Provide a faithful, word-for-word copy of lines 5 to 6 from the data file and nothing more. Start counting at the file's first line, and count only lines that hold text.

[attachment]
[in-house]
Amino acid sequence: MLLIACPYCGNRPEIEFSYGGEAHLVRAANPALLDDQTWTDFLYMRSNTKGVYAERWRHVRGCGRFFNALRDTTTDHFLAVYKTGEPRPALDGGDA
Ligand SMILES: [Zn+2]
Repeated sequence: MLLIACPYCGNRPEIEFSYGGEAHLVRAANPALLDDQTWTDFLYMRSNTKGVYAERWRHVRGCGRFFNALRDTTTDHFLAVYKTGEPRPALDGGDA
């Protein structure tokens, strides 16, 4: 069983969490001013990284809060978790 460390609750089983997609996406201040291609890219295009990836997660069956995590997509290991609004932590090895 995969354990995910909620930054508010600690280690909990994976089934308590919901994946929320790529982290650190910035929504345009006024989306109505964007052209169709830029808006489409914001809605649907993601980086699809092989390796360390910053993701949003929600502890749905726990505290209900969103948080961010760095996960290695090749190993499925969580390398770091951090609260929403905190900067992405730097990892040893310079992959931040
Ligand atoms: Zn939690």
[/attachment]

């Protein structure tokens, strides 16, 4: 069983969490001013990284809060978790 460390609750089983997609996406201040291609890219295009990836997660069956995590997509290991609004932590090895 995969354990995910909620930054508010600690280690909990994976089934308590919901994946929320790529982290650190910035929504345009006024989306109505964007052209169709830029808006489409914001809605649907993601980086699809092989390796360390910053993701949003929600502890749905726990505290209900969103948080961010760095996960290695090749190993499925969580390398770091951090609260929403905190900067992405730097990892040893310079992959931040
Ligand atoms: Zn939690």